Body Composition and Prognosis in Colon Cancer
BIA refers to Bio Impedance Analysis, a medical device that runs a small current through your body to determine your level of body fat, muscle mass and how well hydrated you are as well as some other interesting numbers.
One of these is termed “phase angle.” Electricians may recognize the term. While it is technical, it is enough to know that lower phase angles have been linked to poorer health outcomes.
Here’s the deal—if you have a higher phase angle, it means that you’ve got more backup muscle mass. More muscle mass means that, in the case of an infection or serious illness, you’ve got more building blocks of amino acids to make things like antibodies and immunoglobulins.
More muscle mass = better survival. Period.
So how does phase angle relate to colon cancer treatment and survival?
With phase angle numbers, higher is better. Researchers looked at how phase angle related to colon cancer survival. The cutoff was 5.57. In colon cancer patients who had a phase angle lower than 5.57, the average survival was 8.6 months.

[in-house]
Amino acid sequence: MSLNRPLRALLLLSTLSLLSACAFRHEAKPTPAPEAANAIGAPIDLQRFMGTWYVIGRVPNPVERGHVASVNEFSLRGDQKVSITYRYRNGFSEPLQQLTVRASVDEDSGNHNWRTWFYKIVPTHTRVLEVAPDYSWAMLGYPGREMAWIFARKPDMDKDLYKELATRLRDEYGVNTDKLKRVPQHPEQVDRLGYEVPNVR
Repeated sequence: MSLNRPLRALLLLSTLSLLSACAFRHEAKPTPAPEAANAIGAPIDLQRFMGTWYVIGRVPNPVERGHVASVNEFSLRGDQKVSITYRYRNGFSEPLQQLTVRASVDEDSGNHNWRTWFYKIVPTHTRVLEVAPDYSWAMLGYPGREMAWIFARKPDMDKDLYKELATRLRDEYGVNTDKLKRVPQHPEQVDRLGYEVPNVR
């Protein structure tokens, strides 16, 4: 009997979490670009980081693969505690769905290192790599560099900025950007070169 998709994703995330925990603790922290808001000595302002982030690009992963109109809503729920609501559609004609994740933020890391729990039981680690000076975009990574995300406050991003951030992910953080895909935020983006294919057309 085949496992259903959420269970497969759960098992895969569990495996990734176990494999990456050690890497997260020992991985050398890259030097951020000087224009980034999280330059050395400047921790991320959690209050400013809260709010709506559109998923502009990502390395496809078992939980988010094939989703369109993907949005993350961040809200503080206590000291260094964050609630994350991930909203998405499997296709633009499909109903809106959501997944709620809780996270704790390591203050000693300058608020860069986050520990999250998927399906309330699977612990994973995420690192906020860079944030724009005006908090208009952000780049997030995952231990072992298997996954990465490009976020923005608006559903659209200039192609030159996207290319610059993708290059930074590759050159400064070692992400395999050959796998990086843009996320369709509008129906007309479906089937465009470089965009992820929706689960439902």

40.4 months. Almost five times longer.
If you have not been diagnosed with colon cancer, this is your chance to hit the gym and start building up your muscle mass. If you want more information on how to increase your muscle mass, read my article on Exercise by clicking here.
Once you’ve had the grave misfortune of having been diagnosed with colon cancer, you need to focus beyond the discomfort, fatigue and nausea that comes with treatment and do your best to focus on muscle building exercises.
It will save your life. It’s that clear.
Diet and Colon Cancer Recurrence
There is an unfortunate attitude among many (if not most) oncologists in this country.
Basically, the cancer patient and his or her own physiology no longer matters in the outcome of the cancer. When an oncologist believes this way, any type of supplementation or dietary change will be inconsequential in the total picture.